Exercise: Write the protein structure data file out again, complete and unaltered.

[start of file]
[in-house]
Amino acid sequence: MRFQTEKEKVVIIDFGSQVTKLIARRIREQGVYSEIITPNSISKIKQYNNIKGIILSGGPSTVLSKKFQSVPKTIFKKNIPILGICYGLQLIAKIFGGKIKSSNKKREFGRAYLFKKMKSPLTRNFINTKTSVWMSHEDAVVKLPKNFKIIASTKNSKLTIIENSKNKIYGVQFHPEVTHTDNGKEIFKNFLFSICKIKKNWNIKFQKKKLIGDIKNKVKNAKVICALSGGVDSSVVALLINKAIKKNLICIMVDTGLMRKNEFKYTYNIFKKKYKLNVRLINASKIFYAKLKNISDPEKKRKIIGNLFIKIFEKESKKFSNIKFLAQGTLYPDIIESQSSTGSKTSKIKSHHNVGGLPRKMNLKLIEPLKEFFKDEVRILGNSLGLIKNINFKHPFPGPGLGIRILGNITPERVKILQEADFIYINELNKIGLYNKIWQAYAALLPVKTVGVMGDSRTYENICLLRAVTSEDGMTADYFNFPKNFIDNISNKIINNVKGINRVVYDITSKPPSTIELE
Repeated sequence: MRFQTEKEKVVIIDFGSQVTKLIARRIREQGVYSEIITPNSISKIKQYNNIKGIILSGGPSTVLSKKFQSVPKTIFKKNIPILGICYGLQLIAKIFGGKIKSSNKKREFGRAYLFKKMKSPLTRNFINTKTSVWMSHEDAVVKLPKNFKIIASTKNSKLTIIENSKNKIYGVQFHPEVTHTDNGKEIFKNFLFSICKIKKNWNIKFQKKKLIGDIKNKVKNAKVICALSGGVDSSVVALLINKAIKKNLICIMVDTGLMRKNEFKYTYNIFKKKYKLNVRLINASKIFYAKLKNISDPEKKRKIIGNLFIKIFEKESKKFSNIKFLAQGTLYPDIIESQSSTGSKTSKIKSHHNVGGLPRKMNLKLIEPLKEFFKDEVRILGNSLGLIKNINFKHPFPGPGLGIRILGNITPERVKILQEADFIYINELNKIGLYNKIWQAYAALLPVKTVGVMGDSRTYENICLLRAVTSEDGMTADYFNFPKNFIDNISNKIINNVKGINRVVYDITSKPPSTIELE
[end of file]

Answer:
[in-house]
Amino acid sequence: MRFQTEKEKVVIIDFGSQVTKLIARRIREQGVYSEIITPNSISKIKQYNNIKGIILSGGPSTVLSKKFQSVPKTIFKKNIPILGICYGLQLIAKIFGGKIKSSNKKREFGRAYLFKKMKSPLTRNFINTKTSVWMSHEDAVVKLPKNFKIIASTKNSKLTIIENSKNKIYGVQFHPEVTHTDNGKEIFKNFLFSICKIKKNWNIKFQKKKLIGDIKNKVKNAKVICALSGGVDSSVVALLINKAIKKNLICIMVDTGLMRKNEFKYTYNIFKKKYKLNVRLINASKIFYAKLKNISDPEKKRKIIGNLFIKIFEKESKKFSNIKFLAQGTLYPDIIESQSSTGSKTSKIKSHHNVGGLPRKMNLKLIEPLKEFFKDEVRILGNSLGLIKNINFKHPFPGPGLGIRILGNITPERVKILQEADFIYINELNKIGLYNKIWQAYAALLPVKTVGVMGDSRTYENICLLRAVTSEDGMTADYFNFPKNFIDNISNKIINNVKGINRVVYDITSKPPSTIELE
Repeated sequence: MRFQTEKEKVVIIDFGSQVTKLIARRIREQGVYSEIITPNSISKIKQYNNIKGIILSGGPSTVLSKKFQSVPKTIFKKNIPILGICYGLQLIAKIFGGKIKSSNKKREFGRAYLFKKMKSPLTRNFINTKTSVWMSHEDAVVKLPKNFKIIASTKNSKLTIIENSKNKIYGVQFHPEVTHTDNGKEIFKNFLFSICKIKKNWNIKFQKKKLIGDIKNKVKNAKVICALSGGVDSSVVALLINKAIKKNLICIMVDTGLMRKNEFKYTYNIFKKKYKLNVRLINASKIFYAKLKNISDPEKKRKIIGNLFIKIFEKESKKFSNIKFLAQGTLYPDIIESQSSTGSKTSKIKSHHNVGGLPRKMNLKLIEPLKEFFKDEVRILGNSLGLIKNINFKHPFPGPGLGIRILGNITPERVKILQEADFIYINELNKIGLYNKIWQAYAALLPVKTVGVMGDSRTYENICLLRAVTSEDGMTADYFNFPKNFIDNISNKIINNVKGINRVVYDITSKPPSTIELE